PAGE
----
One is a male who weighed 1.3 pounds and one is a female that tipped the scale a a whopping 0.9 pounds. Dr. Gumfory, one of our partner vets at Westcreek in Fort Worth, said he doubted they were 4 weeks old and more like 2-3 weeks old. He cleaned up all four eyes and told us to bring them back in 48 hours to see if the eyes could be saved.

In the meantime, one of our volunteers had to put eye medication in their eyes every two hours around the clock. They had to be fed with a bottle which our volunteer also did around the clock. We saw Dr. Gumfory yesterday, and he thinks he can save three of the eyes. The little male will more than likely lose his right eye. This is not an illness, but some sort of trauma but could have been caused by the pups' mother or other siblings.

The good news is that they finally started to eat on their own last night, but the male is still very listless and just eats and sleeps while the tiny female wants to play. Their names are WIZARD (male) and WREN (female). They are currently being taken care of by one of our volunteers 24/7. We will continue to post updates as we receive them.

If you would like to donate to these puppies' medical care, please go to www.dfwpugs.com, click on any Donate button, and enter any amount you would like. There is a description box to put why you're donating as well (optional). We are a 100% volunteer based organization, so ALL donations go to our rescue pugs!

As a side note, our volunteer response time to shelters is incredible and that is what sets us apart from other rescues. From the time Dallas Animal Control called us until theses puppies were in our possession, it was only 45 minutes. This is the reputation that we have worked 15 years to build and why we usually get pugs from shelters right away.

We GREATLY appreciate the help and quick response times from our volunteers as it's vital to keep us the best rescue group in North Texas while saving pugs in a timely manner. We hear these exact words from shelters daily, and we THANK YOU ALL!!!!

Community Leader
Registered: 11-21-2001
Mon, 10-01-2012 - 12:10pm

I know I shouldn't be surprised at the cruelty of some people....but it just never ceases to amaze me.  Those poor little puppies.....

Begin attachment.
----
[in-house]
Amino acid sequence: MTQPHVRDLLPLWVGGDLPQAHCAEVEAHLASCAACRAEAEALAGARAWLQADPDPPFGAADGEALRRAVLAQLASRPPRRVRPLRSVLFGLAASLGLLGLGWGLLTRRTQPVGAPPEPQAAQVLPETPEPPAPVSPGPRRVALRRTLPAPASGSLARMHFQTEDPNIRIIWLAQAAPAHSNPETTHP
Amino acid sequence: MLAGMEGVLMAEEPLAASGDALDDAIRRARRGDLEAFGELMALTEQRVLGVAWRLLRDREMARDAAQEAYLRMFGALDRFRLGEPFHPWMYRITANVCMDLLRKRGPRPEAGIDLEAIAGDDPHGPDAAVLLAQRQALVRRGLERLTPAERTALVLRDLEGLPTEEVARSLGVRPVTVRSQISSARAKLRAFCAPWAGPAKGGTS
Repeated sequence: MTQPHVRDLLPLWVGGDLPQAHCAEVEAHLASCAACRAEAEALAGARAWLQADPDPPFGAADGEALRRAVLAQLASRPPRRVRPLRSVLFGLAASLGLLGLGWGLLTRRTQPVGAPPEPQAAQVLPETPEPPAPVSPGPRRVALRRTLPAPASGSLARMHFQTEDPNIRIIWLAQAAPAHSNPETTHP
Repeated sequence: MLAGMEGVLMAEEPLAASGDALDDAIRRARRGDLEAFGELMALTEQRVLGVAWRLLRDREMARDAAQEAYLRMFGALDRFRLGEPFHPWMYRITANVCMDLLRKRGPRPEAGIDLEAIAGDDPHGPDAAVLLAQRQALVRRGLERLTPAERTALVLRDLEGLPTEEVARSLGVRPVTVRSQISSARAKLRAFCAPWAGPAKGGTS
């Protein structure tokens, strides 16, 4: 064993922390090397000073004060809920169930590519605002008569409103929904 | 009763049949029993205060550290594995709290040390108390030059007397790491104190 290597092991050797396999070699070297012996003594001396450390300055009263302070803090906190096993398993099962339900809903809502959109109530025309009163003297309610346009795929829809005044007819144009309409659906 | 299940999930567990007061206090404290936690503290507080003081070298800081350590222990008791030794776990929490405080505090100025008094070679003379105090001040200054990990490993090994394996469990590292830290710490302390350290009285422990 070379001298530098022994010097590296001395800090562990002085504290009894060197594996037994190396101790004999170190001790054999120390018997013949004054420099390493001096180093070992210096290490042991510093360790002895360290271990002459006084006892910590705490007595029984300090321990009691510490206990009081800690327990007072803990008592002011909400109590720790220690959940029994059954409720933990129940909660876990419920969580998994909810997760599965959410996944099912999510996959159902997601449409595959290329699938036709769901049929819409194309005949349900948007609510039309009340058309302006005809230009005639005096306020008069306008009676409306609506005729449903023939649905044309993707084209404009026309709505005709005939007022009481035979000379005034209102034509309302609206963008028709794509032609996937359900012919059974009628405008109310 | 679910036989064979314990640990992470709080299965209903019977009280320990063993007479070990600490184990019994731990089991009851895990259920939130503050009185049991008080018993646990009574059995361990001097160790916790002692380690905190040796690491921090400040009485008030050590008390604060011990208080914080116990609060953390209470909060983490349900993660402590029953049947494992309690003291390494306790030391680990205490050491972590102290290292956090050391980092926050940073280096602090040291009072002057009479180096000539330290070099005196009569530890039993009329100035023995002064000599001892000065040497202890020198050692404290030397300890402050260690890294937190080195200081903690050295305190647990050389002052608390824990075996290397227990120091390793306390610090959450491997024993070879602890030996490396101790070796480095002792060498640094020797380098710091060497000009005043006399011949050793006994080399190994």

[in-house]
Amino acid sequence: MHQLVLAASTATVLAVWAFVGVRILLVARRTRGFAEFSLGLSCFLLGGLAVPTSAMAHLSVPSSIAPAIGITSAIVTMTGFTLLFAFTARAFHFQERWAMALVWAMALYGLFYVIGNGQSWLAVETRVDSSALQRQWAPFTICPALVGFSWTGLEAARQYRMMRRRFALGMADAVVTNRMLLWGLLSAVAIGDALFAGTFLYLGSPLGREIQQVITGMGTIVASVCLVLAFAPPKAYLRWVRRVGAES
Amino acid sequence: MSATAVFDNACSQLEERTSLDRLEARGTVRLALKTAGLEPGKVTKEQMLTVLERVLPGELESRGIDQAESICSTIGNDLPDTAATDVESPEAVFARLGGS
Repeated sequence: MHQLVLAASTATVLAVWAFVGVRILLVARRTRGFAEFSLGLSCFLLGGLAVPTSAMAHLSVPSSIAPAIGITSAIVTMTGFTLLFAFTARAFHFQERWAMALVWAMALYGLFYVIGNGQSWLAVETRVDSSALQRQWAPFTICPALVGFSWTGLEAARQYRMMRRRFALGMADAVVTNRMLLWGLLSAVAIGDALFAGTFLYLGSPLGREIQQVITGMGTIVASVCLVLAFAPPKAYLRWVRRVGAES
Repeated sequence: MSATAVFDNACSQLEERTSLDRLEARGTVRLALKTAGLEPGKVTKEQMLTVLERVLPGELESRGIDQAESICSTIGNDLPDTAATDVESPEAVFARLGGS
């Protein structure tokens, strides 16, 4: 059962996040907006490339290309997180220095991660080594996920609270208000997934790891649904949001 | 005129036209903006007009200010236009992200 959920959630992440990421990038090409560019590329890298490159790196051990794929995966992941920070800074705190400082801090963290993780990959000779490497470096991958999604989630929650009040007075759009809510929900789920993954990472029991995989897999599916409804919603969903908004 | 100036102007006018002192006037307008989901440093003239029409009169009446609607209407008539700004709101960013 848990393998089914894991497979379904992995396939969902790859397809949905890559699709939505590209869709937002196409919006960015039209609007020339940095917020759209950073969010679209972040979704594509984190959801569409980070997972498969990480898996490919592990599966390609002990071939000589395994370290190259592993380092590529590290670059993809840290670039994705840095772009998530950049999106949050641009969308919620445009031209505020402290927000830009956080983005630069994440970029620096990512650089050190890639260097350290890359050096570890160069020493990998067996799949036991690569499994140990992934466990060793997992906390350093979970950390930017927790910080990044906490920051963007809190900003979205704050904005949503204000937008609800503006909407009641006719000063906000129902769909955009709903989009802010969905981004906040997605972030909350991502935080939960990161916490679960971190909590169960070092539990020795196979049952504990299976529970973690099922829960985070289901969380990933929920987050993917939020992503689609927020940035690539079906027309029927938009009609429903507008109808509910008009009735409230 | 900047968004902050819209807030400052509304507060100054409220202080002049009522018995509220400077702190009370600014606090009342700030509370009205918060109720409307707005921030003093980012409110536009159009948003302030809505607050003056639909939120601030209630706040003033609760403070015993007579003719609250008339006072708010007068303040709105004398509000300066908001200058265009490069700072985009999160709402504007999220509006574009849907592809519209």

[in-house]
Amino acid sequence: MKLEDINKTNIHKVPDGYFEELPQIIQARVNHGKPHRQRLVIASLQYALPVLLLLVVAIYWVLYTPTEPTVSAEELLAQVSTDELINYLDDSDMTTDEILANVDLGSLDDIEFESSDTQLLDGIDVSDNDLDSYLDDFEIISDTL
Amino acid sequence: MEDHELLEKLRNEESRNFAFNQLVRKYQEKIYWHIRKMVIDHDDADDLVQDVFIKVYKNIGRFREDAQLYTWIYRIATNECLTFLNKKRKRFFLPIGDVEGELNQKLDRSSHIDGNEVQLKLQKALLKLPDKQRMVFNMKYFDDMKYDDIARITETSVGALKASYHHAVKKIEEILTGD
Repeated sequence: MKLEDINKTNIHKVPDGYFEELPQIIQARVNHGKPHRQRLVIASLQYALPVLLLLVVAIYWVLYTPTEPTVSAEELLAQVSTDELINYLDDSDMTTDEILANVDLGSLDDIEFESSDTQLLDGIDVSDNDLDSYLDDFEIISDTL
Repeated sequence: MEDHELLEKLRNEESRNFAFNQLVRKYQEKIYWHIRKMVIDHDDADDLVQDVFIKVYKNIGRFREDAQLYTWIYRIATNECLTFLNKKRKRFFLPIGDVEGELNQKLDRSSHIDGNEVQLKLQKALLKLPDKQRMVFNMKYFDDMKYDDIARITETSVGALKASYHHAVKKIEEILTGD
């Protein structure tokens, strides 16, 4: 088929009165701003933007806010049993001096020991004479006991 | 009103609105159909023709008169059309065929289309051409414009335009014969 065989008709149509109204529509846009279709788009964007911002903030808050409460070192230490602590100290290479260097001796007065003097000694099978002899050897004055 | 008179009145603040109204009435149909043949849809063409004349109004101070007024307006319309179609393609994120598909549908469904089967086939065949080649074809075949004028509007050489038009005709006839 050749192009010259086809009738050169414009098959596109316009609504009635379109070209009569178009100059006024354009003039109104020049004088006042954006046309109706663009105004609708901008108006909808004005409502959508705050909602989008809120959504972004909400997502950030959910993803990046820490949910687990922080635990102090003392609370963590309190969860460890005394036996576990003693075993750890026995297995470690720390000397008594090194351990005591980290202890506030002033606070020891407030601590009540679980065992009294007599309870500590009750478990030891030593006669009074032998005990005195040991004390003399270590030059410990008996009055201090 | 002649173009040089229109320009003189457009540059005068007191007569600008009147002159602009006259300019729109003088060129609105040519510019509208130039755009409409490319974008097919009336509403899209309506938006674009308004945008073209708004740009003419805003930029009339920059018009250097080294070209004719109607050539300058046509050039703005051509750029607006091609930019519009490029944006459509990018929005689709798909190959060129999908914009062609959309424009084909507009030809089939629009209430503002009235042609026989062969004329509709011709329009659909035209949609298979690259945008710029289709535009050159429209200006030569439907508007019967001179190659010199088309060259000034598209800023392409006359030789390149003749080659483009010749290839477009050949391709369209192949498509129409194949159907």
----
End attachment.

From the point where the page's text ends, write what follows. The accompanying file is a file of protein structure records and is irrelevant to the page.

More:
as for Roly...if this woman is willing to take him then maybe you can work with him for the time being, until the puppies are better and a bit older.  At least there would be some light at the end of the tunnel....

Laura
iVillage Member
Registered: 03-16-2001
Wed, 10-03-2012 - 9:33am

With diabetes, does the insulin have to go IM (in the muscle) or Sub Q (under the skin)? The reason I ask is that Vaccines (except for Rabies) are Sub Q and I give my own vaccines to the dogs and cat and I am squeemish.  their skin is loose and they are forgiving... :smileyhappy: 

Have someone qualified show you how and you will be fine. Just take your time and have plenty of treats for yourself and the puppy handy. 

 

soopermum62

With Brandi, 6 yo Brittany, Taz 13 yo Persian, W.

iVillage Member
Registered: 10-16-2002
Mon, 10-08-2012 - 6:28pm

I had a response about a coworker who adopted a dog who required injections for diabetes, but then I saw that Roly will be going to live with the vet tech and just wanted to wish him well and hope that he is able to settle into his new foster home.

iVillage Member
Registered: 11-01-1999
Wed, 10-10-2012 - 10:41am

Tim and Glynna are wonderful, wonderful people.  They have been active in the pug rescue almost from inception.  They take in the old, the infirm and the unadoptable.  They usually have about ten in their home at a time.  And their Christmas card, with a picture of the entire pack, is legendary. 

Tim does intake for the group, and he has already met most of the Pugs.  He is truly the Pied Piper, and all the animals love him.

They just had to put down an elderly, blind female they had since she was about 2.

Roly will be in the best possible place.